Control Strategies to Improve Process Capacity and Efficiency - Part 2

Here we provide the key points for Part 2 of my recent AIChE St. Louis Section course sponsored by MYNAH Technologies. The focus here is on improving the performance of compressors, jackets, heat exchangers and batch operations and the key role of valve position control (VPC). 

The improvements typically can be done by the selection of PID options, pairing of variables, and the addition of PID controllers and simple standard function blocks. The configuration improvements can often be done and tested in a few days.

My recent AIChE St. Louis Section short course sponsored by MYNAH Technologies “Control Strategies to Improve Process Capacity and Efficiency” is viewable in three parts, each video about one hour in length on by selecting “Videos” at the bottom of the webpage or clicking on the following direct links to each video:

Part 1: Process Dynamics Review, General PID Solutions, Feedforward and Ratio Control, Steam Systems

Part 2: Compressors, Jackets & Heat Exchangers, Valve Position Control, Continuous and Batch Control

Part 3: Reactors, Fermenters, Crystallizers, Evaporators, Distillation Columns, Dryers, and Neutralizers   

I am exceptionally proud of this course. It is an updated concise view of what I have learned to be truly important for achieving significant benefits from process control. Last month we covered Part 1. Here are my Part 2 Key Points that provide a synergistic understanding with the viewing of the videos:

Part 2 Key Points 

2-1: The best compressor setpoint for compressor suction flow to prevent surge and maximize efficiency is a setpoint curve on the plot (compressor map) of compressor Pressure Rise versus Suction Flow that is parallel to the surge curve.

2-2: The offset must provide enough time for the surge control system to react and prevent crossing of the surge curve and ideally be near the center of the ellipses for compressor efficiency.

2-3: The surge curve coincides with the points of zero slope on the characteristic curves for different speeds or inlet vane positions signifying the loss of negative feedback in the process given by a negative slope of characteristic curves (processes without negative feedback are inherently unstable).

2-4: To the left of the surge point, the slope of the characteristic curve becomes positive creating positive feedback causing the operating point to jump to a point on the characteristic curve that has negative slope and negative feedback. Unfortunately, this is typically a negative suction flow. The operating point then walks along the negative slope characteristic until it reaches the positive slope characteristic at which point it jumps to a positive flow at a previous operating point in its approach to the surge curve. The operating point then moves toward the surge point repeating the cycle.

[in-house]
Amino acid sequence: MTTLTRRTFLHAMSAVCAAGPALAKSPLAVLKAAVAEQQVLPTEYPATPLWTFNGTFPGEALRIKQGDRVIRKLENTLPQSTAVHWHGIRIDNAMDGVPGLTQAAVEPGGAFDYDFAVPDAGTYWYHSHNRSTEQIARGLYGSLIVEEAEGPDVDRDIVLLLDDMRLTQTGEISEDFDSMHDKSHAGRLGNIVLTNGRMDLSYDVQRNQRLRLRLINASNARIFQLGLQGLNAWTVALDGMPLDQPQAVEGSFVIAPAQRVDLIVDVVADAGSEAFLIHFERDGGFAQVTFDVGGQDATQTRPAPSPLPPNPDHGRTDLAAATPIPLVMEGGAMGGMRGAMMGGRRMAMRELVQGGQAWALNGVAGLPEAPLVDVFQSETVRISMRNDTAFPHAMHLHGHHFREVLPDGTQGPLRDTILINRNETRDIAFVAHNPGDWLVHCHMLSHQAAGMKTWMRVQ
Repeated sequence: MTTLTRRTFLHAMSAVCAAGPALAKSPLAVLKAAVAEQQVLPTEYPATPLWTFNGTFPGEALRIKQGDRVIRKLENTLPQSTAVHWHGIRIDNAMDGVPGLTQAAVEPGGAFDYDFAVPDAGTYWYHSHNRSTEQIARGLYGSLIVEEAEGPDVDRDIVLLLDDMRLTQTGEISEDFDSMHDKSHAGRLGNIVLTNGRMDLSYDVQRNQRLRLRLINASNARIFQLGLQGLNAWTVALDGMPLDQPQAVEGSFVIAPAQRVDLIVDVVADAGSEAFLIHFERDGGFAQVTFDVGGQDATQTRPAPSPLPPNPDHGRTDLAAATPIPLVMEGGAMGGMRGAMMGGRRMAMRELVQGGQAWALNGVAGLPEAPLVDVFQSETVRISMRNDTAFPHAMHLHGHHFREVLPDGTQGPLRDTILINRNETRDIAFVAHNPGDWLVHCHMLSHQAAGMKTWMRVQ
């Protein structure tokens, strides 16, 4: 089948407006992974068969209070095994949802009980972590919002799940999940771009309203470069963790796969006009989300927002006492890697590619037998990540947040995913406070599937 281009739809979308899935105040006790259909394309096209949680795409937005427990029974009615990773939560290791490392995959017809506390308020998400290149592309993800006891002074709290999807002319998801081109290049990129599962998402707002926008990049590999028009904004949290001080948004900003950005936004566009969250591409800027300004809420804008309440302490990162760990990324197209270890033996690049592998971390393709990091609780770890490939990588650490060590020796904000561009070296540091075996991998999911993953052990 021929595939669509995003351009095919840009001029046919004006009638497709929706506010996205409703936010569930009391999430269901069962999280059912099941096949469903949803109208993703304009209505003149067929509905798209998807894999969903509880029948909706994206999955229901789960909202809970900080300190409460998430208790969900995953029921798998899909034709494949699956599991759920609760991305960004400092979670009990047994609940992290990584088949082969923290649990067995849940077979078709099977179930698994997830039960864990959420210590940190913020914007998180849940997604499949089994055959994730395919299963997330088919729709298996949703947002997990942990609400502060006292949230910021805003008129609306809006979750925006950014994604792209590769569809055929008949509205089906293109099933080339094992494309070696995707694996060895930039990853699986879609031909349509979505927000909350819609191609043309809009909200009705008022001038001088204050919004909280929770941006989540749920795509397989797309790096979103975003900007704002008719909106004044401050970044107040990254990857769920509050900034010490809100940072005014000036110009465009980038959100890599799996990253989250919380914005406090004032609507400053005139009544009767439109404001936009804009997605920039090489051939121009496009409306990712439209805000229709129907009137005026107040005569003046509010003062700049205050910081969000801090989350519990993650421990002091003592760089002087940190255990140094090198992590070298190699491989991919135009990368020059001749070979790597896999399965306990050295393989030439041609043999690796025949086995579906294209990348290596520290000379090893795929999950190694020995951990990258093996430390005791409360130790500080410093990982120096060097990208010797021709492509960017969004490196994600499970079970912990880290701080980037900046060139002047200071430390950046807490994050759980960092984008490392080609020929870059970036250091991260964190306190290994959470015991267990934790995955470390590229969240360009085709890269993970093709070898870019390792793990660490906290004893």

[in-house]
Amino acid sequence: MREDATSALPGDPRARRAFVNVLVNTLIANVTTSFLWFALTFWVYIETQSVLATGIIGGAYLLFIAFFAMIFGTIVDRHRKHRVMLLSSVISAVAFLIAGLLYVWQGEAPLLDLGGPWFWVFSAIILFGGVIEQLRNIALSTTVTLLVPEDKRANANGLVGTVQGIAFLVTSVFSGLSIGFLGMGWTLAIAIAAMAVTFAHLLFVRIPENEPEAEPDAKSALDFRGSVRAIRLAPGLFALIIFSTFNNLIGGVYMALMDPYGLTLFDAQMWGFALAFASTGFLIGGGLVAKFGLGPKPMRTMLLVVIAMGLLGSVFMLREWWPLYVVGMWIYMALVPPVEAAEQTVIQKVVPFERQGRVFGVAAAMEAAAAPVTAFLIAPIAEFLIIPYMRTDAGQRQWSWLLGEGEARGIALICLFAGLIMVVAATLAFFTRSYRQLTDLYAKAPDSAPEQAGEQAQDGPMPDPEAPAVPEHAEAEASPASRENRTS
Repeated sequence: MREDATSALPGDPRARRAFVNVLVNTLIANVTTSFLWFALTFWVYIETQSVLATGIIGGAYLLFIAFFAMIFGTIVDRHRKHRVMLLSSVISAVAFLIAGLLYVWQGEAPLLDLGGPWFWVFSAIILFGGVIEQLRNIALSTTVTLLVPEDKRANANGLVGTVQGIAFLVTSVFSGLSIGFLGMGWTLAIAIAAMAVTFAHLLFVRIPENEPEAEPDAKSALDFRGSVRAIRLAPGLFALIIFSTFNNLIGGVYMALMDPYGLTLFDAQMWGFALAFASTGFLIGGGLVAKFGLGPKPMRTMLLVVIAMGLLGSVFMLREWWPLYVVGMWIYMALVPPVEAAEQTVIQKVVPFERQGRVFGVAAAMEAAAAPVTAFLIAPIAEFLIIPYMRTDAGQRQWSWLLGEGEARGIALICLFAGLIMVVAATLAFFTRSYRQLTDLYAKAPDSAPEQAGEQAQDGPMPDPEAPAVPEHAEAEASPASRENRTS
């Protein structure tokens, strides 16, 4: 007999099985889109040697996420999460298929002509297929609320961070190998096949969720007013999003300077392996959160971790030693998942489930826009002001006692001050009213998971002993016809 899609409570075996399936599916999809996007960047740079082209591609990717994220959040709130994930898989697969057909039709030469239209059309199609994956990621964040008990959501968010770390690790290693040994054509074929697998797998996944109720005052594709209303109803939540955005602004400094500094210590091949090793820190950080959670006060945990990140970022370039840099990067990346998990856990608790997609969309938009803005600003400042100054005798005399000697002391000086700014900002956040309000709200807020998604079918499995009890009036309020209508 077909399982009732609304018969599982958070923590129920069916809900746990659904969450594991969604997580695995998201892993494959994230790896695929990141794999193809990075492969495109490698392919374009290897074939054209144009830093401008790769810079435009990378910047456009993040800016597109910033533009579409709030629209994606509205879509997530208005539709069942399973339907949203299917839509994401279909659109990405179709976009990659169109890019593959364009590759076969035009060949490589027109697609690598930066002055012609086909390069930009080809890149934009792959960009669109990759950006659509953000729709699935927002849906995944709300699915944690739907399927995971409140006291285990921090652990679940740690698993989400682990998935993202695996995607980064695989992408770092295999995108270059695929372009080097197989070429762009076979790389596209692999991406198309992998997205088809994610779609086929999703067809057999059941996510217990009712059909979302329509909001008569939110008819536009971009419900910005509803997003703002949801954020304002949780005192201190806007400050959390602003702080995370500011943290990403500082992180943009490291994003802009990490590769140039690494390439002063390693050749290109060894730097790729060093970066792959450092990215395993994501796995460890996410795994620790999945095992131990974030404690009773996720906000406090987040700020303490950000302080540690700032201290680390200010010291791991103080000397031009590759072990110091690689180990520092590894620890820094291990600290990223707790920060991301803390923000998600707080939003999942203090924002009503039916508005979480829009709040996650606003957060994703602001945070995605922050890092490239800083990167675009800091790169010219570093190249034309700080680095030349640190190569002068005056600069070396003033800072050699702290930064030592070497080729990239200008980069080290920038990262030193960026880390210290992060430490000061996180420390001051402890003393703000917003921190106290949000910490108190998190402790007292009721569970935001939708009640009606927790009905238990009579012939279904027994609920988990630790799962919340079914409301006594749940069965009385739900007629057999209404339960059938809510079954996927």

2-5: The precipitous drop in flow can occur in 0.03 seconds and the surge cycle period tends to be 1 to 2 seconds (faster for the experimental setup in presentation). This incredibly fast jump to negative flows and back to positive flows is extremely disruptive to downstream users and potentially damaging to the compressor. Surge causes high radial vibration and high dynamic axial thrust forces eventually damaging the journal bearing and thrust bearing. There is can be a consequential loss in compressor efficiency at all operating conditions from successive surge cycles. For axial compressor the damage can be particularly severe. A large high speed high pressure compressor I had to protect could destroy its million dollar rotor in a matter of seconds.

2-6: The suction flow controller whose setpoint is a curve parallel to the surge curve must come off of its output limit in time to prevent reaching the surge curve. This typically must occur before the operating point crosses the surge setpoint (suction flow drops below its setpoint) unless the setpoint is far to the right of surge curve. Since reset action tends to try to keep the surge valves closed until crossing setpoint, intelligent tuning must provide more proportional than integral action and logic to specify when the surge valve starts to open is often needed.

2-7: A feedforward of user feed flow can help preemptively position the surge valves (not shown on slide).  Since the surge valves should have linear installed characteristics, this feedforward can be simply added to the suction flow controller if the feedforward signal is scaled in terms of surge valve capacity similar to what was stated for the steam header letdown valves.  A lead-lag may be necessary as dynamic compensation to make sure the feedforward correction to the compressor suction flow does not arrive too soon or too late.

2-8: External reset feedback and analog output block setpoint rate limits can provide directional move suppression to give fast opening and slow closing surge valves without retuning the surge controller.

2-9: An open loop backup is needed to help prevent the start of surge and the recovery from surge. The surge phenomena and cycles are too fast and confusing to rely on feedback control.  The open loop backup computes the rate of change of compressor suction flow to predict a crossing of the surge curve at least one deadtime into the future. A variable deadtime block is used to provide the desired signal to noise ratio in the prediction. See the 6/28/2012 Control Talk Blog “Future PV Values are the Future